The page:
Being Alive

Being Alive

We are currently in a series of lectionary readings from the Gospel of John that direct our attention, again and again, to the topic of bread.  It’s making me hungry!  The reading for this week is the second in a series of three scripture readings that talks about Jesus as the bread of life.  Some of us might be asking, “Didn’t we already cover that?”  While others of us might find our curiosity piqued, wondering why the gospel writer keeps circling back to this.  I have to admit, I’ve found myself in both of these places as I’ve sat with this passage this week!

And while our reading for this week continues with the language about Jesus as the bread of life, it goes a step further and moves into language that is familiar to some of us from our Communion liturgy.  “Take.  Eat.  This is my body, broken for you.”  Those of us who are newer to Christianity might have an advantage here and be more able to perceive how shocking these words were to Jesus’ contemporaries.  Folks who gathered around Jesus, including his own disciples, balked when Jesus started talking about “eating his flesh” and “drinking his blood.”  And who can blame them?  At face value, it’s a fairly gory notion.

But in this passage Jesus says, “Unless you do this…you have no life in you.”  That’s the piece we’ll focus on in worship this Sunday.  What does Jesus mean when he says this?  Is Jesus talking about physical life?  Eternal life?  Or is there something else?  How do we reject or receive this “life” that Jesus offers?  Join us on Sunday, in person or via the livestream, to explore the life that Jesus offers and intends for us.  

We have returned to in person worship in the sanctuary.  In order to make beautiful music AND maximize safety, some of our music continues to be pre-recorded by the choir as they sing outdoors on Tuesdays.  We have other COVID guidelines in place, including wearing of masks indoors and physical distancing.  Guidelines will be updated as needed and printed in the weekly bulletin.  We had difficulty with the livestream last week and we are grateful for your patience as we get the kinks worked out to enable all to worship, whether that’s in person or from home.  We hope that the livestream will be more accessible this week and we appreciate your feedback about what is working well and what needs to be improved!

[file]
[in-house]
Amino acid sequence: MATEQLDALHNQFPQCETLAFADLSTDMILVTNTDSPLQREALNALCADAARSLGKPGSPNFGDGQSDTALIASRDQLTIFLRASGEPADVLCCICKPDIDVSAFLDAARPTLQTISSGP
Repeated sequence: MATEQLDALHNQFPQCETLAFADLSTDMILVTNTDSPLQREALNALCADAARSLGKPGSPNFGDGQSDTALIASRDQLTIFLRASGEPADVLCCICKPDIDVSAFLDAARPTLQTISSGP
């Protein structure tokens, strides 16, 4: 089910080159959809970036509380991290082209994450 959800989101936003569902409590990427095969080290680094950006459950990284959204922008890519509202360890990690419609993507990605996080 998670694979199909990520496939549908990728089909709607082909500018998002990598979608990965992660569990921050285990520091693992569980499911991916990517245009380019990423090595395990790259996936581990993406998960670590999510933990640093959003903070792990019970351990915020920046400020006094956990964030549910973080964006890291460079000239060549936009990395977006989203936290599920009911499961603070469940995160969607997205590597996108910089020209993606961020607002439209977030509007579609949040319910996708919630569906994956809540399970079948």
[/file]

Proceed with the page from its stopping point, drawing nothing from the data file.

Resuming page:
May the Holy Spirit continue to guide us in these unusual times and may we be instruments of God’s peace, justice and mercy in our own unique and beautiful ways.  Be well, care for one another and see you in church on Sunday! 

Blessings,
Pastor Lori

John 6:51-58 (NRSV)

I am the living bread that came down from heaven. Whoever eats of this bread will live forever; and the bread that I will give for the life of the world is my flesh.”

The Jews then disputed among themselves, saying, “How can this man give us his flesh to eat?” So Jesus said to them, “Very truly, I tell you, unless you eat the flesh of the Son of Man and drink his blood, you have no life in you. Those who eat my flesh and drink my blood have eternal life, and I will raise them up on the last day; for my flesh is true food and my blood is true drink. Those who eat my flesh and drink my blood abide in me, and I in them. Just as the living Father sent me, and I live because of the Father, so whoever eats me will live because of me. This is the bread that came down from heaven, not like that which your ancestors ate, and they died. But the one who eats this bread will live forever.”

Questions for Reflection:

  1. How would you describe the difference between “physical life” and “spiritual life” or the life that Jesus offers?
  2. What do the different Communion elements, bread and juice, mean to you?  
  3. Have you experienced a time/period in your life when you held Jesus/the gospel at a distance?  
  4. How/where have you found “new life” (the type that Jesus offers) in your own experience and story? 

One Comment

  1. David DeBus

    How would you describe the difference between “physical life” and “spiritual life” or the life that Jesus offers?

    Sarx and Pneuma, Paul has it. Flesh and spirit. But “spirit” in Latin means “he/she/it breathes” as well. And “Pneuma” refers also to breath. Ruach Adonai in Hebrew means both “the spirit of the Lord” and “the breath of the Lord.” [Not to mention the other languages in which “spirit” and “breath” are combined or co-real–like “prana” in Sanskrit, “baraka” in Arabic, “Chi” in Chinese and “ki” in Japanese.] Although Matthew has the tendency to “spiritualize” basic needs like bread, I think it is a distinction without a difference. Isn’t God’s presence in everything?
    I have a long-held mistrust of the historical reality of John’s gospel (perhaps reading The Jesus Seminar too much} in which Jesus has rhetoric attributed to him entirely out of step with the synoptics–like “I am the truth and the light,” “I am the way and the light,” “I am the bread of life (or) heaven.” Eimi in Greek–I am. But in Matthew, “You are the light of the world…” He proclaims heaven and who belongs to heaven much more than he proclaims himself–witness the beatitudes.

    I would proclaim that God’s presence is the bread. And it is in the bread. And our special attention to God’s presence there brings us into heightened knowing that Jesus knew we needed.

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